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Thursday, February 3, 2011

Interview with Sara Tamburro... Clarinet in Brazilian Music and Music Education

Sara currently resides in Pittsburgh, PA where she is a substitute teacher in several school districts. She also teaches clarinet and music theory lesson privately. Sara is happily married to Brian (former musician gone computer nerd!) and they have two dogs, Rufus and Pnut.

Check out Amigos do Ohio on Facebook! I highly recommend the third video on their page "March Roda de Choro-Carinhoso."
K.L.M. - Where did you go to school, and what degrees did you get?
S.M.T. - Youngstown State University, Bachelors in Music Ed-2002; YSU, M.M. Clarinet Performance-2004, random continuing education classes at Akron and the University of Virginia.
K.L.M. - We have a common teacher, Bob Fitzer. He was such an inspiration to many of his students. Tell me, what is your favorite “Bob moment” musical or non-musical.
S.M.T. - Well, there are many “Bob moments” from which to choose. This is difficult. I suppose one of the most memorable was more of a lesson, rather than a moment. One thing that always sticks with me is that no one can ever take the time spent on honing your clarinet fundamental skills away from you. Even if you don't utilize the skills for 30 years, you will always remember how to do it the right way, you just have to retrain your dumb puppy fingers.
K.L.M. - You have taught a lot since graduating. Give me a run-down of where you’ve taught, and what grade/subject you taught.
S.M.T. - Rundown, check.
2005-Powell Valley Middle/High School, Virginia, 7-12 choir.
2006-MusicAlliance Inc., Cleveland, Ohio, 4-8 band.
2007-2009-Akron Public Schools, Akron, Ohio 6-8, general music & choir.
2010-Gateway School District. Monroeville, PA, K-4 general music, adapted autistic music.
2010-Kiski Area School District, 7-8 chorus, general music, 6th grade elementary chorus.
2009-present-Substitute teacher-pretty much any subject.
K.L.M. - Since I’ve known you, you have played in many different kinds of groups. Most recently you’ve played with Amigos do Ohio Choro Club. Tell me, how did you get involved with this group and what is the music like?
S.M.T. - Yes, the Ohio Choro Club. One of the coolest music projects I've ever been involved in. I have a couple of friends that went to Brazil to study choro music. They came back to Ohio and wanted to start a group. Clarinet and flute are really popular in that style of music, just like music here in America (ha). I heard a couple recordings of the music and agreed to play with them! It is so much fun to play.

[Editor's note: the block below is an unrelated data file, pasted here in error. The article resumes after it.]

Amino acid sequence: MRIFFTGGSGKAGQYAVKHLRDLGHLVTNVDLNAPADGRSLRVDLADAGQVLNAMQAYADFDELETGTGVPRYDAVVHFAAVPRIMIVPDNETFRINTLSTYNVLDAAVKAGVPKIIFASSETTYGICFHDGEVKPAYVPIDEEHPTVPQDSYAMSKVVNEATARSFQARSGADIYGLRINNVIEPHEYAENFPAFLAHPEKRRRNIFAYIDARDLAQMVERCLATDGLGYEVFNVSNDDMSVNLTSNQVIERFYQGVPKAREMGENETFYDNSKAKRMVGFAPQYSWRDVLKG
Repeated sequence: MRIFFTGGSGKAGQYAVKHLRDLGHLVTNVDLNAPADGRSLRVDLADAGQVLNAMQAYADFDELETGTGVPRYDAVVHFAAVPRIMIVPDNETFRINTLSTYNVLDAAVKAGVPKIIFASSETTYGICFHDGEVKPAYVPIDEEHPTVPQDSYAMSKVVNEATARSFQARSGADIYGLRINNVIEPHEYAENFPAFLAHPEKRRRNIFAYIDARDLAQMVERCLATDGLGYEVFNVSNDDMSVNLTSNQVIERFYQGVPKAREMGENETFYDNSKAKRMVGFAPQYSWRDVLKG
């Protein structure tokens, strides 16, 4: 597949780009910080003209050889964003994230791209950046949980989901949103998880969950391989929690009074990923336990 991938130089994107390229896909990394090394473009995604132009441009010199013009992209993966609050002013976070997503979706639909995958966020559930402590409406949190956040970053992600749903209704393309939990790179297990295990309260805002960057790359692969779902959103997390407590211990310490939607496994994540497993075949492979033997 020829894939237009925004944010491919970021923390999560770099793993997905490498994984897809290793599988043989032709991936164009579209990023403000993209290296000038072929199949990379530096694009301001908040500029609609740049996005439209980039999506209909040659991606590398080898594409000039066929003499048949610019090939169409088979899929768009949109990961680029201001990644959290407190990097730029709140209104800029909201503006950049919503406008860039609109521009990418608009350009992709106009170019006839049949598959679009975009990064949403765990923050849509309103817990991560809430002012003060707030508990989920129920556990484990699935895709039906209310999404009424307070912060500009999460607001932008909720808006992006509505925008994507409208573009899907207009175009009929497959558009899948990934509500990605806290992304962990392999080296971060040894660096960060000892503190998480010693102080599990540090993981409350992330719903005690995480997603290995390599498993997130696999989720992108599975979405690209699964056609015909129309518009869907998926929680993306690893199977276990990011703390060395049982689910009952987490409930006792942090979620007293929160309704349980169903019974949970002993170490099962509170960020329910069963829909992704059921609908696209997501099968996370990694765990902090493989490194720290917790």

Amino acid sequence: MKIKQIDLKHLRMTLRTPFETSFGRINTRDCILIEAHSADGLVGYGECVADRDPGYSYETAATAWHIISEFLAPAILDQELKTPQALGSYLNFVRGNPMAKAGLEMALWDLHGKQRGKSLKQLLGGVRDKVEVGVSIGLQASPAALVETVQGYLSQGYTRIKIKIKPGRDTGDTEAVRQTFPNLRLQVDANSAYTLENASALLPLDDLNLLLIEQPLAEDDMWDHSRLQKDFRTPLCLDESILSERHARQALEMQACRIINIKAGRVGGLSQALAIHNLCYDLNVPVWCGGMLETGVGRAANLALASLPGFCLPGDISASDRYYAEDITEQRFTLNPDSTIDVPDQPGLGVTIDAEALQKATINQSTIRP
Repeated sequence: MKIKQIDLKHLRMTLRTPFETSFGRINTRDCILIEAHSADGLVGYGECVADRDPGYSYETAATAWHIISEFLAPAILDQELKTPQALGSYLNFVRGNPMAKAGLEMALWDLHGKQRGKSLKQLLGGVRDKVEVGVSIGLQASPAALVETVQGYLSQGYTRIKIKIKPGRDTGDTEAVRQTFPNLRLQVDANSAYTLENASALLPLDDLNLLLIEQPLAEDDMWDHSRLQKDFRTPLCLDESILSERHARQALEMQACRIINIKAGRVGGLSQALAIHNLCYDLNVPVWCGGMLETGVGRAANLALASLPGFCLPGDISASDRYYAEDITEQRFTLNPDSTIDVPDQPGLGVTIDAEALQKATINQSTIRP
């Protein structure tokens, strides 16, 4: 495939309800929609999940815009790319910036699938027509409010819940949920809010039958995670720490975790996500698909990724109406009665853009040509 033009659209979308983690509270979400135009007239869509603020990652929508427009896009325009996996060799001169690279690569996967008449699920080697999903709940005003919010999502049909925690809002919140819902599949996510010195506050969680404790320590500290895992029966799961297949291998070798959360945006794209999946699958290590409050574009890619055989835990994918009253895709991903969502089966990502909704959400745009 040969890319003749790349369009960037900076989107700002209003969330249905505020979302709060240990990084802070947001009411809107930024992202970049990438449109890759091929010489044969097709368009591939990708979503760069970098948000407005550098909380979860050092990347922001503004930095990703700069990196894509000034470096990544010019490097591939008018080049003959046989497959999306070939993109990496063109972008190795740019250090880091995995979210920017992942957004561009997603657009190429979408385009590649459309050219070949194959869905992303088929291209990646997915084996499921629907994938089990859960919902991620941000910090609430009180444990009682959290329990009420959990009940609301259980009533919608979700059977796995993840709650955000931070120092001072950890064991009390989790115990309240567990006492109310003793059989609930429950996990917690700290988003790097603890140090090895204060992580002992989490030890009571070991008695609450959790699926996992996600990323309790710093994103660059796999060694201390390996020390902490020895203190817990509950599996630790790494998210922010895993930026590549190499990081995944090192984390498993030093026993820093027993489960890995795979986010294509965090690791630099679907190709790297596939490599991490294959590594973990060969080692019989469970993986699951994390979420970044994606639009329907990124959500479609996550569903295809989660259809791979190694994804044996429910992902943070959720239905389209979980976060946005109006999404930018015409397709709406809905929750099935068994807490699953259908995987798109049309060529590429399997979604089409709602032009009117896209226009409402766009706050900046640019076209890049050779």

K.L.M. - By the way, I just watched one of the Amigos do Ohio Choro Club videos on Facebook, your tone is LOVELY. You were trained by an orchestral clarinetist (a Marcellus trained orchestral clarinetist, none the less). When you play in this group, do you adapt the way you play or is it the same as you would play in a more traditional setting for the clarinet? 
S.M.T. - The clarinet fundamentals are all the same. In fact, I really had to go back to the fundamentals (scales, arpeggios, etc.) to be able to play this music. Apparently the Brazilians like to play in E major a lot. I suppose I take a more “jazzy” approach to the style and I mess around with articulation a lot. It is funny and happy.
K.L.M. - Just for my one or two Brazilian readers out there (Viva!)... are there any actual Brazilians in this Ohio Choro Club? If not, who came up with the idea, and how did you all prepare to play this music?
S.M.T. - No one in the group is Brazilian. Two of the guys (Eric and Jason) studied in Brazil. Eric studies 7-string guitar and Jason studied pandeiro. Eric is pursuing his doctorate in ethnomusicology, and choro music is the focus of his studies. He decided to start a group back in Ohio. Eric brought back a ton of choro music from Brazil so we listened and listened and listened to emulate the style. We also had weekly reading (drinking) sessions and just plowed through charts. Eventually we were able to play a couple tunes. Jon (another original member) plays mandolin and cavaquinho. One of the main features of this style of music is the social aspect. In Brazil, they often have “Roda de Choro”, where musicians gather around a table and play songs, usually from memory. I just learned that the really hard-core choro enthusiasts scoff at players that use charts. Eric started a “Roda de Choro” on the first Tuesday of the month in Kent, OH, and it is still being held every month!
K.L.M. - Okay, so you teach a lot and David Yandl just described some ideas he had about music education. Do you have anything to add to what he said, or any of your own ideas?
S.M.T. - I enjoyed David's thoughts about music education! The only thought I have at this moment is that when you are teaching, never lower your standards. Students will only achieve what you expect them to achieve. If you are lazy, they are lazy. 
K.L.M. - I know you listen to a lot of popular music. Why do you like to listen to it?
S.M.T. - Feel.
K.L.M. - Do you think popular music is a good tool for helping teach music?
S.M.T. - Yes. Popular music can aid in developing a sense of time and tight rhythm. (I love tight rhythm.) Also, I think it is one of the neatest ways to help students recognize harmonic progression. 
K.L.M. - What is your favorite note on the clarinet?
S.M.T. - Probably open g. You can tell a lot by your open g.
K.L.M. - What is your most memorable musical moment?
S.M.T. - I don't think this has happened yet.
K.L.M. - If you could magically wake up and play any kind of music, what would you do?
S.M.T. - I would sing in a killer country group.
K.L.M. - What are you listening to now?

Thanks Sara!!!! 

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